Israel’s Economy Barely Felt Gaza Operation. War With Hezbollah Would Be Different

Sixteen years and seven conflicts between Israel and the Palestinian groups in Gaza have barely had an impact on business and investment. But a battle with Hezbollah in Lebanon could be very costly

David Rosenberg
David Rosenberg
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Israel's Iron Dome anti-missile system at work in Ashkelon on Saturday as rockets are launched from Gaza.
Israel's Iron Dome anti-missile system at work in Ashkelon on Saturday as rockets are launched from Gaza.Credit: Amir Cohen/Reuters
David Rosenberg
David Rosenberg

If the Israel Defense Forces had to pick a good time from the economy's perspective to have a war, it couldn’t have done better than with Operation Breaking Dawn.

Since 2006, Israel has engaged in no fewer than seven rounds of fighting with Hamas, Islamic Jihad and Hezbollah, all of which were big enough to receive an official name. This has provided plenty of evidence to show economists, investors, businesspeople and consumers that wars like these have no more than a marginal impact on the country’s economy.

Where these wars do have an effect is on tourism and consumer spending. But with Breaking Dawn, even that impact has been minimal (assuming the cease-fire announced late Sunday holds) because the fighting was so short, occurred on a holiday weekend and was largely ignored by the world.

The conflict broke out on Friday, too far into the summer tourism season to spark cancellations for the rest of the summer. The fighting was over in less than three days, and during that time it barely caught the world’s attention, certainly compared to previous wars with Gaza, according to Google Trends data on “Gaza” searches. Few people with tickets and hotel reservations for the September-October Jewish holidays were even aware a war was on.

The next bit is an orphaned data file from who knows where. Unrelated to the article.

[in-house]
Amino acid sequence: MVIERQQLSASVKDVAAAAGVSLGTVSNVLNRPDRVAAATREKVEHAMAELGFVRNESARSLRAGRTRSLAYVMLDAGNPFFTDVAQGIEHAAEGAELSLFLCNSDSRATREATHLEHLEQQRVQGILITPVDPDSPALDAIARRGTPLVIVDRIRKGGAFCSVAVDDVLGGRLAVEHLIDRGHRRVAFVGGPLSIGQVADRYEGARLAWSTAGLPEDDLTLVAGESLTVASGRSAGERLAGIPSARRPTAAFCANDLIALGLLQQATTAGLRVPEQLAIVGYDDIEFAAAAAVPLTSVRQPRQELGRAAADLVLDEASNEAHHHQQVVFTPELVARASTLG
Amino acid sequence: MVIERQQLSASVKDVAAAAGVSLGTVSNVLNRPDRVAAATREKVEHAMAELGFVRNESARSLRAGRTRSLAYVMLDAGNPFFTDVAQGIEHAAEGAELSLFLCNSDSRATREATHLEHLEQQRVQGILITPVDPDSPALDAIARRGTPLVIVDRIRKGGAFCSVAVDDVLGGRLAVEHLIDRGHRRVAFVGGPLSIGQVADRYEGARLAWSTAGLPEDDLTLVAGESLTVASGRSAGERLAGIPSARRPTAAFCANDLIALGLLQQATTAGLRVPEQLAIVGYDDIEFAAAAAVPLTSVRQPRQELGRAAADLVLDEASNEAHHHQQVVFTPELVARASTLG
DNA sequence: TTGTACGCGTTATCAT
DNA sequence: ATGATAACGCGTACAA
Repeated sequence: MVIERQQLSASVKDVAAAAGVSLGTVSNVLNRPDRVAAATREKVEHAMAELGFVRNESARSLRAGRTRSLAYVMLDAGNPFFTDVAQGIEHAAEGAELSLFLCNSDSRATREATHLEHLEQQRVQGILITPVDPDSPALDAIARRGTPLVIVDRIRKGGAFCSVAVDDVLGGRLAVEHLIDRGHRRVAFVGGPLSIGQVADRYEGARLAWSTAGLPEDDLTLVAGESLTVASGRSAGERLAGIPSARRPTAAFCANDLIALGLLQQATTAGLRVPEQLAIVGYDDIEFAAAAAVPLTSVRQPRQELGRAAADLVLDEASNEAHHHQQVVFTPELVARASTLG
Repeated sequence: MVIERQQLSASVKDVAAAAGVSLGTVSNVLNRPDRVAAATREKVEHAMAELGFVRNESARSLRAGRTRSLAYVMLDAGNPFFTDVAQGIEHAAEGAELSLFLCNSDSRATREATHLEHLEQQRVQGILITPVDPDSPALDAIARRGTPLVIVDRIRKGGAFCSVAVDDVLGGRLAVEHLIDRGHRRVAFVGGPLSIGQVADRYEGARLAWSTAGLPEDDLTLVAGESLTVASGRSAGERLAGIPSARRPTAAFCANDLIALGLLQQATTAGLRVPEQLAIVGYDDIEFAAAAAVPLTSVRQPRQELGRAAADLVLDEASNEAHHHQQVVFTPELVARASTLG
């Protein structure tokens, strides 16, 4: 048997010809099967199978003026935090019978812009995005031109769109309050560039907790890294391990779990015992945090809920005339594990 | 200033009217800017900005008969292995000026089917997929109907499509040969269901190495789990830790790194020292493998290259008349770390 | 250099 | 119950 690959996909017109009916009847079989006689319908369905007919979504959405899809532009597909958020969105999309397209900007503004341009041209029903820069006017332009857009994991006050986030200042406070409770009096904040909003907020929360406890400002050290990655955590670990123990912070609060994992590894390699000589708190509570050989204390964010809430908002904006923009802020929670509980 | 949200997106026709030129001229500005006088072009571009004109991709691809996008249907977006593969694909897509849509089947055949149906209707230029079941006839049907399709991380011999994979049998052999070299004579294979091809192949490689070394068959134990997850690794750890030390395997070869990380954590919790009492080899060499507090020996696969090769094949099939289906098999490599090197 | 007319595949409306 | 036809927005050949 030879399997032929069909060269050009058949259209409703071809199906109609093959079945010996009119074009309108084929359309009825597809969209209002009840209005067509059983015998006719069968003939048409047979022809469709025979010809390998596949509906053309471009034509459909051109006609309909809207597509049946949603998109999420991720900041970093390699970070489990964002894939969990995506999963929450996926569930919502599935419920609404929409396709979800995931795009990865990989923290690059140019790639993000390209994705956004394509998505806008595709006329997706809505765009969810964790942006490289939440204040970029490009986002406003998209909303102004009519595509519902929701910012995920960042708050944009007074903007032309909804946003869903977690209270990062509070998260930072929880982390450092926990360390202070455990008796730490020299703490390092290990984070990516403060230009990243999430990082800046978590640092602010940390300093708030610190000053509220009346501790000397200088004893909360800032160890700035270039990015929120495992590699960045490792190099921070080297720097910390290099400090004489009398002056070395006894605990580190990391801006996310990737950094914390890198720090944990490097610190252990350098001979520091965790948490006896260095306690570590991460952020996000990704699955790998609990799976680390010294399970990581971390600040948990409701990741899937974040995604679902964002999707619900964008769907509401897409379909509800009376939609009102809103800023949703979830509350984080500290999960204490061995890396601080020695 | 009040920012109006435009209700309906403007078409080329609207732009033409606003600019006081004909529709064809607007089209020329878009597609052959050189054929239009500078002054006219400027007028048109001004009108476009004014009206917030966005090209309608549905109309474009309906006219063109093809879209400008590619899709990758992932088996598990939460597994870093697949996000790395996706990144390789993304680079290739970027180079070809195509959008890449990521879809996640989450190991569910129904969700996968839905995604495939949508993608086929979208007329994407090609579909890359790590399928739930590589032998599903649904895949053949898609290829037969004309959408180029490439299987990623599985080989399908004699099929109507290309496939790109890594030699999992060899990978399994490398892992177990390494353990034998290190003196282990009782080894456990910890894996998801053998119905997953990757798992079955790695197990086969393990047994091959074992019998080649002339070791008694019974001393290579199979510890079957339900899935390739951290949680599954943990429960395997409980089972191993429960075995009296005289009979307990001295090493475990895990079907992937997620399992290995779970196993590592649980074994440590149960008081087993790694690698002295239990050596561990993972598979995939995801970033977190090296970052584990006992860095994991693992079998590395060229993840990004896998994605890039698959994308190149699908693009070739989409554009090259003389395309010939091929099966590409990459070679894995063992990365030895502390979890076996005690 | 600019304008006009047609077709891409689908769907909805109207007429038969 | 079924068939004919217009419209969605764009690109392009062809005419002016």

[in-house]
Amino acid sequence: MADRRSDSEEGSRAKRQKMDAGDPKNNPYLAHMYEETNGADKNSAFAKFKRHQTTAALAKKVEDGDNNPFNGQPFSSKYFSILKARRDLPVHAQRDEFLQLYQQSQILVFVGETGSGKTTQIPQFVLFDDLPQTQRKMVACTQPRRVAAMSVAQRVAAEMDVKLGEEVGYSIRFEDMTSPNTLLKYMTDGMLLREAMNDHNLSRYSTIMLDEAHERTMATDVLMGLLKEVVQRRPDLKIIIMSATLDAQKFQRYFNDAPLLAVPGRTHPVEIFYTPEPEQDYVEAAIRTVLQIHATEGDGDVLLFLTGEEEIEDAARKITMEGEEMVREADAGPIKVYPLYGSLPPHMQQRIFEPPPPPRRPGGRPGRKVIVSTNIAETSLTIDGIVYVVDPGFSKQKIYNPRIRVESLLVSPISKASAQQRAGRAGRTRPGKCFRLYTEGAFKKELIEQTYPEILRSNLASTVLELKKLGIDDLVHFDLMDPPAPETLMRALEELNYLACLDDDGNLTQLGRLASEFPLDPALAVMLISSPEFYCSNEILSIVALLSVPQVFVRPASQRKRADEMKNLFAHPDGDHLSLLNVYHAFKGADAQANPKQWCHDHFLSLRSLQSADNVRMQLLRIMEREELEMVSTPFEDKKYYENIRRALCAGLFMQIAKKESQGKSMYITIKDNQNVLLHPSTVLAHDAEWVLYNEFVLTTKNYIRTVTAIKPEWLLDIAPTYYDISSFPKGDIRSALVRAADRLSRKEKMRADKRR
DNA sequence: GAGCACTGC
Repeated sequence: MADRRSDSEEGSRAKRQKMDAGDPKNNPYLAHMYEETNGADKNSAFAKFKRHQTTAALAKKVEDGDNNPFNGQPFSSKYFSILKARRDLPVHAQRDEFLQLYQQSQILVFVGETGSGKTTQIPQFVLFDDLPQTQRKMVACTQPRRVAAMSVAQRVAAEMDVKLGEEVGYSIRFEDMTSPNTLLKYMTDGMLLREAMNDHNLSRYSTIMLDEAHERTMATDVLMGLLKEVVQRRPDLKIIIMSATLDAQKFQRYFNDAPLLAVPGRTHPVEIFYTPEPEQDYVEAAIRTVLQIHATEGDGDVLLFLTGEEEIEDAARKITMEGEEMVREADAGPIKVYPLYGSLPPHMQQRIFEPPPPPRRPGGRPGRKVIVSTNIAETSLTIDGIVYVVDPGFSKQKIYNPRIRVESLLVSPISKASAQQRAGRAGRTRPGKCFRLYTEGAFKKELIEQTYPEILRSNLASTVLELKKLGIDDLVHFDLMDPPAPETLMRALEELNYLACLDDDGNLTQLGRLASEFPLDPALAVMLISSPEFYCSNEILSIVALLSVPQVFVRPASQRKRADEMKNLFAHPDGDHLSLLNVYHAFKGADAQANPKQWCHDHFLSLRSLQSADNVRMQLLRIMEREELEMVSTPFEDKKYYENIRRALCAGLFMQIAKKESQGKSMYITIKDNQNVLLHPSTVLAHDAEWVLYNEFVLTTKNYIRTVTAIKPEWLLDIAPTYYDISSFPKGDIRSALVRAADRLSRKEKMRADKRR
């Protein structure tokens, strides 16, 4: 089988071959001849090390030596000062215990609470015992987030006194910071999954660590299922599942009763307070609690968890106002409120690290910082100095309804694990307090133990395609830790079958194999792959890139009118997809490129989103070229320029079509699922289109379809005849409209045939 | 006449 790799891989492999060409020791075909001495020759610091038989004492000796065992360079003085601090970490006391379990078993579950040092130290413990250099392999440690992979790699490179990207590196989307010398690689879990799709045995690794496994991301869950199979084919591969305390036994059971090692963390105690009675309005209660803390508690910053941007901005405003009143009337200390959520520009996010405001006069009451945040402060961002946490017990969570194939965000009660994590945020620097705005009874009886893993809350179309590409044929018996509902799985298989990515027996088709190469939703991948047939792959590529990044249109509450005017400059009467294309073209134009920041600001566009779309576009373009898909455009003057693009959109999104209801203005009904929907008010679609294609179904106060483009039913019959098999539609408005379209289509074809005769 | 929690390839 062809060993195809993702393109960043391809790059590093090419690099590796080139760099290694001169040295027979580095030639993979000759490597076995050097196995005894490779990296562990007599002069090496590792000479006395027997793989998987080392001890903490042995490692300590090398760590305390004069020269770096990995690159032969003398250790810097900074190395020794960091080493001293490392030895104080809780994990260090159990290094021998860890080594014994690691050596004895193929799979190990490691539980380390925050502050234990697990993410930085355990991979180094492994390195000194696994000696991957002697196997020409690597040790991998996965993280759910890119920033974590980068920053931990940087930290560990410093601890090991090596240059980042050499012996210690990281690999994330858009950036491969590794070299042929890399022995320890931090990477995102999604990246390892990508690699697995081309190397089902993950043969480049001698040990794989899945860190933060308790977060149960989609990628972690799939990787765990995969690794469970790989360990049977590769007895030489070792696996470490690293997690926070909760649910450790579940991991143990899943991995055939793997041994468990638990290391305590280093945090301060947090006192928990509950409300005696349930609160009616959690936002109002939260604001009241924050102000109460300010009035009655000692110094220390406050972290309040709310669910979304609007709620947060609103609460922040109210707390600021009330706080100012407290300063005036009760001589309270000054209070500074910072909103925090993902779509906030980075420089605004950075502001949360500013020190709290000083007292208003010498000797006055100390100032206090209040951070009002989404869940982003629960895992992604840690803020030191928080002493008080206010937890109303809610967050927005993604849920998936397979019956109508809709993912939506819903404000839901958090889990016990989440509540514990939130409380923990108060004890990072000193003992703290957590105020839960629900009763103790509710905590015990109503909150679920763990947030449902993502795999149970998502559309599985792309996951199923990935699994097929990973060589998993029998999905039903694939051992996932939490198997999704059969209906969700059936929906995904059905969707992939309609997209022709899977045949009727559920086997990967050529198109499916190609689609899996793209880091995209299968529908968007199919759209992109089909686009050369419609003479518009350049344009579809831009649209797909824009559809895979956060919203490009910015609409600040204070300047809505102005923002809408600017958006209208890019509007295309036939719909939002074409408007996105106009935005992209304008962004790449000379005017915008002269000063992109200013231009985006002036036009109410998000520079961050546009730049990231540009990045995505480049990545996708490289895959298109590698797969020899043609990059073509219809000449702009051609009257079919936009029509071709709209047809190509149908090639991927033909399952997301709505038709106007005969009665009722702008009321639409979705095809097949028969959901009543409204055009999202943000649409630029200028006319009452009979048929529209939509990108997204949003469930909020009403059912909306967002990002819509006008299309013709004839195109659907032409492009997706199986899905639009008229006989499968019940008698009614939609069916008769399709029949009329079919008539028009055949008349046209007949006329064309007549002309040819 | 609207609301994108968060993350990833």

Lebanese scouts carrying Hezbollah flags during a procession in Beirut on Tuesday.Credit: Aziz Taher/Reuters

By contrast, 2014’s Operation Protective Edge lasted 50 days, saw Ben-Gurion International Airport briefly shuttered due to missile threats and headlined the world media. It generated record numbers of Google searches for Gaza. That’s why it took the Israeli tourism industry more than a year to recover from travelers’ anxiety about visiting a war zone. Breaking Dawn is unlikely to have that kind of effect.

In any case, the tourism industry hasn't been a major contributor to the Israeli economy (about 2 percent of gross domestic product), and these days its contribution is even smaller. The pandemic sent tourist arrivals close to zero, and while the numbers have recovered, they've yet to reach anywhere near the old levels. In July, arrivals were down more than 30 percent from the same time in 2019.

Consumer spending, the other indicator sensitive to war, remains strong despite rising inflation and growing signs of a global recession. Breaking Dawn, however, wasn't only too short to have a serious impact on shopping and spending, it also began late on Friday, continued over Shabbat and was over just a few hours after the Tisha B’Av holiday ended Sunday evening. During that time, most stores, restaurants and bars – certainly Saturday evening and night during Tisha B'Av – were closed, war or no war.